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The Subtle Push to the Cloud Expand / Collapse
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Posted Monday, April 28, 2014 8:52 PM


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Comments posted to this topic are about the item The Subtle Push to the Cloud






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Post #1565747
Posted Tuesday, April 29, 2014 1:41 AM


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I really hope that the split between SQL Azure and on-premises SQL Server is somewhere close to 50/50 just so that both remain equally valuable to Microsoft. Perhaps they will add more features to the lower versions in order to tease them into SQL Azure later on.

Who knows? Not I. I am the worst predictor I know.


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Post #1565782
Posted Tuesday, April 29, 2014 2:00 AM
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There is no way that we in the NHS could use cloud computing in general, or Azure in particular, especially for databases that contain patient data. The risks of unauthorized access is too high to begin with and when you add to that the fact that a US judge could order Microsoft to grant access to your data (see here http://www.theregister.co.uk/2014/04/28/us_judge_digital_search_warrants_apply_everywhere/), we wouldn't be able to guarantee the required level of data security. The ISC (Information Security Commission) would gut us, it would probably cost more in fines for breach of patient data security than we would save in licensing and hardware, which is the point of the legislation.
Post #1565786
Posted Tuesday, April 29, 2014 2:15 AM


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Alex Gay (4/29/2014)
There is no way that we in the NHS could use cloud computing in general, or Azure in particular, especially for databases that contain patient data. The risks of unauthorized access is too high to begin with and when you add to that the fact that a US judge could order Microsoft to grant access to your data (see here http://www.theregister.co.uk/2014/04/28/us_judge_digital_search_warrants_apply_everywhere/), we wouldn't be able to guarantee the required level of data security. The ISC (Information Security Commission) would gut us, it would probably cost more in fines for breach of patient data security than we would save in licensing and hardware, which is the point of the legislation.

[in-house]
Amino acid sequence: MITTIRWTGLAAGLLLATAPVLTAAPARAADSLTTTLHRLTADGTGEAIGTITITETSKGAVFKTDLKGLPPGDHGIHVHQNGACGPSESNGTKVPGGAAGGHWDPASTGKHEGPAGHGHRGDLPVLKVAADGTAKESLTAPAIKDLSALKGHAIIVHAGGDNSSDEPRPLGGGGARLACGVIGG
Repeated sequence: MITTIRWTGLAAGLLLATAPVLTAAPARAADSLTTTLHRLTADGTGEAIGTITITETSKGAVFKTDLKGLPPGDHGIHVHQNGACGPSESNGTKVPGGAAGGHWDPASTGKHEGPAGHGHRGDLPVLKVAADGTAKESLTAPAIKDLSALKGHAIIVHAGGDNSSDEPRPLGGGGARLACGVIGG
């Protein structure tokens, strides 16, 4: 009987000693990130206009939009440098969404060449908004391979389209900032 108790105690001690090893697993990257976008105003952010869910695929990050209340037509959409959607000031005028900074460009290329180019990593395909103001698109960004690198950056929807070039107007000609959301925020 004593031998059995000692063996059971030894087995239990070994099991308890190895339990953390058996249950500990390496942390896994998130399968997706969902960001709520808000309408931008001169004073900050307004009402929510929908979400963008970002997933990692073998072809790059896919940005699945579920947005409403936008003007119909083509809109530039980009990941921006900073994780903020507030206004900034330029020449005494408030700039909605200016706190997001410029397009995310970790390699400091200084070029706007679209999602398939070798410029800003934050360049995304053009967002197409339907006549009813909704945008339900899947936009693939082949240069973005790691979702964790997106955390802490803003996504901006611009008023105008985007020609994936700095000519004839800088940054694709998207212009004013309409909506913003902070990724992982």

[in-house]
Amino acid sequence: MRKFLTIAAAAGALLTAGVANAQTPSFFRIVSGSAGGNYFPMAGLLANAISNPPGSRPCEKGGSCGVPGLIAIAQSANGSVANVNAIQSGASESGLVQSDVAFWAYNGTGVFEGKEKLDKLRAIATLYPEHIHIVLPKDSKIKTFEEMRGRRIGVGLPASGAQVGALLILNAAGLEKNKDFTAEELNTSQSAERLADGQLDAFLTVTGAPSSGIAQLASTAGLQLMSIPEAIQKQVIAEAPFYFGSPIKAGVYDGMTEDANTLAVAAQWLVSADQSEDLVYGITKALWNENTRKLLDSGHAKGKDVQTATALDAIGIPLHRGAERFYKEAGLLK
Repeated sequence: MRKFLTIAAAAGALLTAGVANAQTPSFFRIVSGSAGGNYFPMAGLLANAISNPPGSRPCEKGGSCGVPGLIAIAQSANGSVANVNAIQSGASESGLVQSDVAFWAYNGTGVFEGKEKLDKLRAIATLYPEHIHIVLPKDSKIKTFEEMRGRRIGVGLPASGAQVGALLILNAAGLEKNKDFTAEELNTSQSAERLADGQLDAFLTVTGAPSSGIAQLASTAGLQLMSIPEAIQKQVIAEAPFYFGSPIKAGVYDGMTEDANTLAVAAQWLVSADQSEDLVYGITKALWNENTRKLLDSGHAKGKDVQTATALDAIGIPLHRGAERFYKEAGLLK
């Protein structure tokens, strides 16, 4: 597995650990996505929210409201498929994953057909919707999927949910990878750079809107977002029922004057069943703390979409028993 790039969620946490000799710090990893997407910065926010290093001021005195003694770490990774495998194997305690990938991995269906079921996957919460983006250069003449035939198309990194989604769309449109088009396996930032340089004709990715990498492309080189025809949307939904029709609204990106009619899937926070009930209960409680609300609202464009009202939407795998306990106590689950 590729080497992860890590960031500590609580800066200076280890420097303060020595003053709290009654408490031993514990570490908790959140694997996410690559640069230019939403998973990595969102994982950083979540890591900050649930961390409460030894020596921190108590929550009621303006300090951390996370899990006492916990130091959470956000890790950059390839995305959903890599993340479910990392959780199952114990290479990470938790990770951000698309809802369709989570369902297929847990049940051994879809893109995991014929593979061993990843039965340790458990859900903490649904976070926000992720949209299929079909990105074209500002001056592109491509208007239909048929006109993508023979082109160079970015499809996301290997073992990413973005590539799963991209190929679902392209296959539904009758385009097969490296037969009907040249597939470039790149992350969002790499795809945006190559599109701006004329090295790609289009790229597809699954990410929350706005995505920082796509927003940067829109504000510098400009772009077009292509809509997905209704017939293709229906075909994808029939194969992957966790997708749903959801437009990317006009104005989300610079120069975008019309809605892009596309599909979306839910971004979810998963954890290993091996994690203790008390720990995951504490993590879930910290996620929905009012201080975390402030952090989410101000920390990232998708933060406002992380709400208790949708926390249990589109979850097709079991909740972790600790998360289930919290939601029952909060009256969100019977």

So true. In the UK there will be many more industries under similar restrictions (e.g. financial data)...and then there is the rest of the world too.

Maybe that means that there is room for supporting both online and on-premises!!!


Gaz

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Post #1565792
Posted Tuesday, April 29, 2014 3:03 AM


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Gary Varga (4/29/2014)
I really hope that the split between SQL Azure and on-premises SQL Server is somewhere close to 50/50 just so that both remain equally valuable to Microsoft. Perhaps they will add more features to the lower versions in order to tease them into SQL Azure later on.

Who knows? Not I. I am the worst predictor I know.


This is my position as well - I would like real choice in the market to allow businesses to choose private or cloud.

I actually struggle to get a decent non smart phone these days - every phone shop sells the same phones it is disappointing when markets seem to reduce in choice.